4. It’s Time to Move On with Your Life

    The ‘cost’ of a home is determined by two major components: the price of the home and the current mortgage rate. It appears that both are on the rise. But, what if they weren’t? Would you wait? Look at the actual reason you are buying and decide whether it is worth waiting. Whether you want to have a great place for your children to grow up, you want your family to be safer or you just want to have control over renovations, maybe it is time to buy.

    Bottom Line

    If the right thing for you and your family is to purchase a home this year, buying sooner rather than later could lead to substantial savings.

    Posted in:General
    Posted by Cheryl Talbot ABR,GRI,e-PRO,SFR on June 22nd, 2015 2:02 PMLeave a Comment

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    June 19th, 2015 11:16 AM

    How to Sell Your House with Kids

    How to Sell a Home with Kids Rose & Womble Realty Company

    Getting your home ready for showings is difficult enough, but if you have small children in the home it can add additional complications. You probably have read that the real estate market is heating up, but you may have reservations about putting your house on the market if your children are messy because of the amount of work it takes to keep a listing showing ready. Here are ways you can deal with small children and keeping your home show ready.

    Prep Your Home

    Like any other listing, you will need to focus on good staging. This means depersonalizing your home as much as possible – even with children. You need to start thinking about your home as a house – not as the place you live. A home holds memories, personal mementos, and feels like a family live inside of it. A house on the market will be neutral, and ready to showcase to potential buyers that they could love living there.  Think about the following options:

    • Removing children’s photos and artwork.
    • Clearing as much clutter out of the home as possible.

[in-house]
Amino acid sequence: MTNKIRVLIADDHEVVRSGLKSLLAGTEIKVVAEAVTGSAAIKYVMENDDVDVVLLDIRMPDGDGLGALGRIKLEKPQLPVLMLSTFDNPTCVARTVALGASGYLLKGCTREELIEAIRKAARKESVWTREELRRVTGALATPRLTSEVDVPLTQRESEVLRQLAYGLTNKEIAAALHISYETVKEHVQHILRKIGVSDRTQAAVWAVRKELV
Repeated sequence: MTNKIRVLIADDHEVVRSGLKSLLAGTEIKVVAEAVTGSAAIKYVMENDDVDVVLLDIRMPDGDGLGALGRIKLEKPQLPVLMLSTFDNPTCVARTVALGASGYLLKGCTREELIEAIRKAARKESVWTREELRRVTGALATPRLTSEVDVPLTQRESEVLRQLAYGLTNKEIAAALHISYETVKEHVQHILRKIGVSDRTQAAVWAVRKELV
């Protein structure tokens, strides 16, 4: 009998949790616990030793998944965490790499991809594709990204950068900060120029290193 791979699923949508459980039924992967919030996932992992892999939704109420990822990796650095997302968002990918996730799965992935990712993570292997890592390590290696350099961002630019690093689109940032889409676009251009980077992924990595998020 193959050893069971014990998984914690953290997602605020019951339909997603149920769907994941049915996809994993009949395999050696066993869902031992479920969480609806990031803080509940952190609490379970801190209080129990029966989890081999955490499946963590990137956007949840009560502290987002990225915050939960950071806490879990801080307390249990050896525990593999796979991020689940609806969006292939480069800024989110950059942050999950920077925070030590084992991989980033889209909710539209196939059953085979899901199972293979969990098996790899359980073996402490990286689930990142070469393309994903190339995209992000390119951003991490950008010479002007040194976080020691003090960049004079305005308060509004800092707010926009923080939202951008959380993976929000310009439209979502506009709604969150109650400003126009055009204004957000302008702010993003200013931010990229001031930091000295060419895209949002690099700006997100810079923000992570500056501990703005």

• Keeping the toys in one room or area – this will make it easier to coral the kids’ stuff when a showing comes up.
    • Neutralizing paint colors and decorations- even in children’s rooms.

    Work with your listing agent to come up with a staging plan that will make your home appealing to as many buyers as possible.

    Once You’re On the Market

    It’s important to keep your house looking ready for showings as much as possible. While this may seem impossible with messy children, there are things you can do daily to make sure you’re ready for any showings that day:

    • Do the dishes after every meal.
    • Make the beds every morning and after naps.
    • Clean messes immediately.
    • Wipe out the shower and tub after you’ve used them – this will prevent soap scum.
    • Get the kids and yourself dressed every morning- don’t linger in your pajamas in case of last minute showings.

    For every showing appointment make sure you do the following:

    • Empty the trash cans – especially any diaper pails.
    • Keep a bucket in every room that you can use to put items that have been left out – then put the buckets in your car trunk when you leave for the showing.
    • Have a wax warmer you can turn on to safely fragrance your home – these are inexpensive and have some great fragrances that smell like baked goods, which many REALTORS® claim helps give the listing a homey smell.
    • Turn on all the lights – this is a good job for older children.
    • Consider having showing-only materials like bath mats and towels. This way they look fresh and inviting.

    What Happens if You Can’t Leave the House?

    If your REALTOR® calls you for a showing, but your child is napping, you can wait until the potential buyers come before leaving the house. Many people think they need to leave the house for hours at a time, but you can try to arrange a tighter showing window. See if the buyer’s agent could call before they are on the way. If you can’t arrange that, and if weather permits, you could take the kids on a walk around the block or even out in the backyard once the potential buyers arrive.